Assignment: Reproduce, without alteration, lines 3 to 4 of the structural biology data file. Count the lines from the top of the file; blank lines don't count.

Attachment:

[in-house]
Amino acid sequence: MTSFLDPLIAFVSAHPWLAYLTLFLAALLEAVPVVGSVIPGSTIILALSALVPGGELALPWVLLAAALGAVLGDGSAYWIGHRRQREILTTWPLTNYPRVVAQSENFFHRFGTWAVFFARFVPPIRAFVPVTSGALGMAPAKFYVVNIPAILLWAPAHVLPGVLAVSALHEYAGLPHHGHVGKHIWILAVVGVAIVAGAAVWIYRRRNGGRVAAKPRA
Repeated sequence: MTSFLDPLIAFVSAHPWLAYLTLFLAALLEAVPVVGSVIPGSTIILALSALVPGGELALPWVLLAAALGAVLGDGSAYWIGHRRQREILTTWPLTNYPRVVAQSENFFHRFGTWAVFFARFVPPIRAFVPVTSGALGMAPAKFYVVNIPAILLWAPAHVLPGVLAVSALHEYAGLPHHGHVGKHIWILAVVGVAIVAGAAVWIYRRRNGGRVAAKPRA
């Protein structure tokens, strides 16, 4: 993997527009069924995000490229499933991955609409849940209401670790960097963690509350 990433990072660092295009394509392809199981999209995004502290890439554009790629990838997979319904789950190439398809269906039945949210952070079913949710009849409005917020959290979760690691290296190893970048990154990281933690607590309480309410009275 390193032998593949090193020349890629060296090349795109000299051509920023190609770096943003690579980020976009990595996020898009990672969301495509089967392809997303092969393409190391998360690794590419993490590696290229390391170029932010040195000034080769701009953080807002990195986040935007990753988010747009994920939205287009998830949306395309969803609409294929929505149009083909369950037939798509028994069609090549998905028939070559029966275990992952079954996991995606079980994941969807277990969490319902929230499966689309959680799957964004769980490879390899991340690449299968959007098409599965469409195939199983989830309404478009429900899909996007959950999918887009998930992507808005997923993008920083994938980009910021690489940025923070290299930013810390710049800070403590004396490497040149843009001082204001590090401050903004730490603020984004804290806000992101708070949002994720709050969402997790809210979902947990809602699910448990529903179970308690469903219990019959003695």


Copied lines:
Repeated sequence: MTSFLDPLIAFVSAHPWLAYLTLFLAALLEAVPVVGSVIPGSTIILALSALVPGGELALPWVLLAAALGAVLGDGSAYWIGHRRQREILTTWPLTNYPRVVAQSENFFHRFGTWAVFFARFVPPIRAFVPVTSGALGMAPAKFYVVNIPAILLWAPAHVLPGVLAVSALHEYAGLPHHGHVGKHIWILAVVGVAIVAGAAVWIYRRRNGGRVAAKPRA
């Protein structure tokens, strides 16, 4: 993997527009069924995000490229499933991955609409849940209401670790960097963690509350 990433990072660092295009394509392809199981999209995004502290890439554009790629990838997979319904789950190439398809269906039945949210952070079913949710009849409005917020959290979760690691290296190893970048990154990281933690607590309480309410009275 390193032998593949090193020349890629060296090349795109000299051509920023190609770096943003690579980020976009990595996020898009990672969301495509089967392809997303092969393409190391998360690794590419993490590696290229390391170029932010040195000034080769701009953080807002990195986040935007990753988010747009994920939205287009998830949306395309969803609409294929929505149009083909369950037939798509028994069609090549998905028939070559029966275990992952079954996991995606079980994941969807277990969490319902929230499966689309959680799957964004769980490879390899991340690449299968959007098409599965469409195939199983989830309404478009429900899909996007959950999918887009998930992507808005997923993008920083994938980009910021690489940025923070290299930013810390710049800070403590004396490497040149843009001082204001590090401050903004730490603020984004804290806000992101708070949002994720709050969402997790809210979902947990809602699910448990529903179970308690469903219990019959003695």